And Henry said, “Yes, Dear?” 
After Henry’s death in 1994 from cancer, he was quoted in the New York Times (August 17th, 1994), comparing his job as cultural commissioner in the Koch administration to being "commissioner of wheat in Kansas." He said, “Culture is our best crop. It nourishes and excites.” I don’t think the mayor could have chosen a better person for that job than Henry. 
After Koch’s death, the media was flooded with opinions about him. Every big newspaper in the world, it seemed, published an obituary for our former mayor. The New York Times called him “A 3-Term Mayor as Brash, Shrewd and Colorful as the City He Led.” The LA Times described him as “A one-man cheerleading squad who personified the witty and feisty New Yorker.” I read articles and blogs full of belated answers to his famous question, “How’m I doing?” And like most prominent politicians, the controversies from his years as mayor remained after his death. Should he have revealed the details of his personal life? Could he have done better when he was the mayor? The people writing about him seemed to either like him very much or loathe him, with not much in between. But nobody says he was boring, that’s for sure. Ed Koch spoke his mind, but unlike other mayors I can think of, he never came off like a dictator.

With all of the present conversations going on about what Ed Koch did and didn’t do as mayor, I think that ultimately most people only grew fonder of him over time. I personally did. There’s always more to story than we can know, and in a city of millions of people like New York, there was no way he was going to please everybody.  In the end, I really believe that the positive overcomes the negative.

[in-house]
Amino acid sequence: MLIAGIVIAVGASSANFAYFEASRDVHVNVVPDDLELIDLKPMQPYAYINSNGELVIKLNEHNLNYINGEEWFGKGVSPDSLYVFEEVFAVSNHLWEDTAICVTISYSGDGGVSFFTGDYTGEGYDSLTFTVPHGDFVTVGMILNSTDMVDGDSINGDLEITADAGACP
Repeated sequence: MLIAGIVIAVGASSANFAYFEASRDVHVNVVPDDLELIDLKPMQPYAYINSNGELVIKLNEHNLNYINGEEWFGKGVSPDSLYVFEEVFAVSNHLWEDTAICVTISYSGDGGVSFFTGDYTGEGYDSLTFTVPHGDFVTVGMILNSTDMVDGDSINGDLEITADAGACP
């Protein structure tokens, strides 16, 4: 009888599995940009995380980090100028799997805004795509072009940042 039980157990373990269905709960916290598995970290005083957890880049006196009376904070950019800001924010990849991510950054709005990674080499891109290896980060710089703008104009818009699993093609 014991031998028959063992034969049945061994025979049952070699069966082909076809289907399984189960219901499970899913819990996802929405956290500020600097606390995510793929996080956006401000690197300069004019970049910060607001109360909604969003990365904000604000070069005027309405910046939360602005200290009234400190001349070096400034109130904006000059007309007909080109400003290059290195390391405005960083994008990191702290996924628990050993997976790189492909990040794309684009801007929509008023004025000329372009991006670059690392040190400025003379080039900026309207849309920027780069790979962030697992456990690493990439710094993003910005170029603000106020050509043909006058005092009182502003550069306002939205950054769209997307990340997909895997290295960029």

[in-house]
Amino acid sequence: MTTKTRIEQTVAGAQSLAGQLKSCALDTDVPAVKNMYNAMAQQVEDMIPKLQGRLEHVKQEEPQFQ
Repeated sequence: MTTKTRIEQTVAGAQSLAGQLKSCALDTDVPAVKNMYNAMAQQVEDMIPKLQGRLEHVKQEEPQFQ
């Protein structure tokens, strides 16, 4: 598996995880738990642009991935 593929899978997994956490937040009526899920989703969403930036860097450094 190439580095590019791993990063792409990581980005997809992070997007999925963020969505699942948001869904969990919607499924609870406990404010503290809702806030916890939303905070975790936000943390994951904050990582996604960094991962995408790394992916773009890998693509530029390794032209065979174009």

Watching his televised funeral, I listened to Bill Clinton saying how worried Mr. Koch was about Hillary during her recent hospitalization and blood clot scare. It felt strange to imagine that just a short time ago, he was just as vital as ever. Ed Koch was never far from the public eye, always arguing at round table discussions, speaking his mind without reservation the way he always had, whether the topic was political or one of his movie reviews. And his vitality made him seem ageless. He was a real New Yorker who truly and genuinely loved New York, and that was a big part of his appeal. He is now laid to rest in the cemetery plot he bought for himself. He took his personal life with him unrevealed, to the disappointment of some and with the approval of others. He made his exit with grace and died a gentleman, and he will be missed.

Photo: nydailynews.com
Edward I. Koch
May He Rest in Peace

-Indra Tamang

P.S. If you have any comments, please feel free to post it in the comment box below. 

Copyright Indra Tamang, 2013, all rights reserved.

Sunday, February 10, 2013

February 10th is always for Charles Henri Ford

February 10th is always for Charles Henri Ford
Charles with his friends at Tea party hosted by him and Inrda. 1979, Dakota, NYC.

Today is Charles’s birthday (Feb 10th, 1908- Sept 27, 2002), and if he were here, he would be 105 years old. One of my tasks these days is cataloging boxes of his papers. To celebrate his birthday, I decided to open a file and randomly pull one page to see what might be on it.  The sheet I pulled was a typed page, and this is what I read:


TM: “Is the Dakota full of ghosts?”
CHF: “In the Dakota ghosts may stand by invisible at noon but I’ve never seen any at night.”

TM: “What is your most satisfying achievement?”
CHF: “At an early age I aspired to generate poetry. Now I have the satisfaction of being the daddy of my favorite haiku.”

Wherever Charles is—and perhaps he’ll be standing by invisible at noon—I want to wish him the happiest birthday yet. 

-Indra Tamang
 Feb 10th, 2013

Copyright Indra Tamang, 2013, all rights reserved.